Feature Excerpt

The Sixties That Weren’t, or, How Psychonauts 2 Forgets Politics

This is an excerpt from a feature story from Unwinnable Monthly #146. If you like what you see, grab the magazine for less than ten dollars, or subscribe and get all future magazines for half price.


A small, humanoid figure with glowing eyes and huge goggles perched atop their head stands in front of a swirling sky, one arm raised above their head.

Psychonauts 2 is a trip. Its basic premise invites psychedelia. Playing as the protagonist Raz, an intern for the Psychonauts agency, you dive into the minds of different characters, each of which is represented as a quirky platforming level. These levels turn the fantasies, anxieties, obsessions and traumatic memories of a psyche into architecture and terrain, as if the brain were a playground, our hidden shames, buried losses and secret pleasures so much exotic equipment over which to vault. Sometimes, the trip through the mind is simple. The game’s tutorial level features tunnels studded with incisors and molars, a dental nightmare that encapsulates the mind of Dr. Loboto. There are light puzzles to solve, but they are but momentary delays along a linear path to uncover Loboto’s secrets. The mission is a failure. Yet, as any good tutorial level should do, the cavern of toothy terror sets the scene. The mind is more than a terrible thing to waste, it’s a theater of operations, a target of intervention – a thing to change.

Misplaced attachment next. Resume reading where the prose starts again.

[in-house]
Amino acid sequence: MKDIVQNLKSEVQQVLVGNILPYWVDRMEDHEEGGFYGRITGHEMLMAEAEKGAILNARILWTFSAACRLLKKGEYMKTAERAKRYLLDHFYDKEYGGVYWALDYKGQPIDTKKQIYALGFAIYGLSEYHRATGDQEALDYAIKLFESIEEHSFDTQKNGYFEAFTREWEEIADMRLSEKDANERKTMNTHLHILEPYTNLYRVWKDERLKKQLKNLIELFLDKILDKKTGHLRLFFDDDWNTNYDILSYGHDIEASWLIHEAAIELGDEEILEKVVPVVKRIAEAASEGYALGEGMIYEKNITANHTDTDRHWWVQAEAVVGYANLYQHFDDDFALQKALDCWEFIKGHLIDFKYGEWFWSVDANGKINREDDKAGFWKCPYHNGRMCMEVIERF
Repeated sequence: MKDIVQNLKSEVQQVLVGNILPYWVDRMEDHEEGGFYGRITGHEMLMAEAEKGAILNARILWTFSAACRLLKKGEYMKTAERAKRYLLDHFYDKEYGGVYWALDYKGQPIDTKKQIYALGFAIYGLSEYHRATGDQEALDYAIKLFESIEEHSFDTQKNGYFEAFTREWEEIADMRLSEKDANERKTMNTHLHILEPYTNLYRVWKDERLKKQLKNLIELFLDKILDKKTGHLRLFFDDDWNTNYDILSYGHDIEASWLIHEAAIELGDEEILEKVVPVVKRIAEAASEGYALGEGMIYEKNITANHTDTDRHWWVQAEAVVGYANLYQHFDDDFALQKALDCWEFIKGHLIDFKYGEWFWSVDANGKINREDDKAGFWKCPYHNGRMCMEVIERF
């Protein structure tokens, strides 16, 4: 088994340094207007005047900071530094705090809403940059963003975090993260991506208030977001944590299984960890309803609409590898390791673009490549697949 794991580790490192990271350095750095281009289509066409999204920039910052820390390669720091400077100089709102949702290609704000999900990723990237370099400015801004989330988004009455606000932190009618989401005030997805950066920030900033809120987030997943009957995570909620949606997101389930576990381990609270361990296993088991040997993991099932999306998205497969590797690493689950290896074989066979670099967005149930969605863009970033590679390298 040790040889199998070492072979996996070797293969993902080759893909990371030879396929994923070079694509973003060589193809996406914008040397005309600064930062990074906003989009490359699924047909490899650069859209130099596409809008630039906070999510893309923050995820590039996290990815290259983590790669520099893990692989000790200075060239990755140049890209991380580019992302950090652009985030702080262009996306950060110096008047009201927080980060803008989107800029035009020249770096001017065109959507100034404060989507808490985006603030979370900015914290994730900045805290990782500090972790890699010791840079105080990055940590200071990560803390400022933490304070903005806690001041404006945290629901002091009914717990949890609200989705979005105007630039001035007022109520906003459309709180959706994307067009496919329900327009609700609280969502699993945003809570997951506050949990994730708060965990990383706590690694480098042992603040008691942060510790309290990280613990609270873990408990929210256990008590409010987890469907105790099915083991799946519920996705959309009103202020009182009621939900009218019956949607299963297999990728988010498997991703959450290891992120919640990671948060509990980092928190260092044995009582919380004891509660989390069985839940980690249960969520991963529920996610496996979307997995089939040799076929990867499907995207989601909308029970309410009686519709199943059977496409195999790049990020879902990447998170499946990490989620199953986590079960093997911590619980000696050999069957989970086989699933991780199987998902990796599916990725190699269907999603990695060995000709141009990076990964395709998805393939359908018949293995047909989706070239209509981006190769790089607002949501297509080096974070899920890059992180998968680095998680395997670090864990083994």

A caped figure runs across a giant road made of teeth into a tunnel resembling a gaping maw.

The psychedelic imagery of Psychonauts 2 wouldn’t have been possible without the cultural scene of the 1960s. It’s not just that the game’s color palette and character costumes borrow so heavily from the hippies and the mods that you’ll be tempted to shine a blacklight on your screen. The game also cribs from the politics of the sixties, specifically, from the period’s commitment to consciousness-raising, system-wide social transformation and experiments with communal life. The game’s psychedelic romp from level to level echoes the efforts of 1960s social movements to change the texture of everyday life. The Black Power Movement didn’t want a Black president. It wanted to purge society of racism and class domination. Women’s Liberation wanted more than equal pay. It wanted genders and sexualities free of heteronormative expectations; it wanted family structures liberated from domineering daddies. Change was supposed to happen from the bottom up and inside out. To quote philosopher and activist Michel Foucault, the goal is “not to discover what we are but to refuse what we are. We have to promote new forms of subjectivity through the refusal of this kind of individuality which has been imposed on us for several centuries.”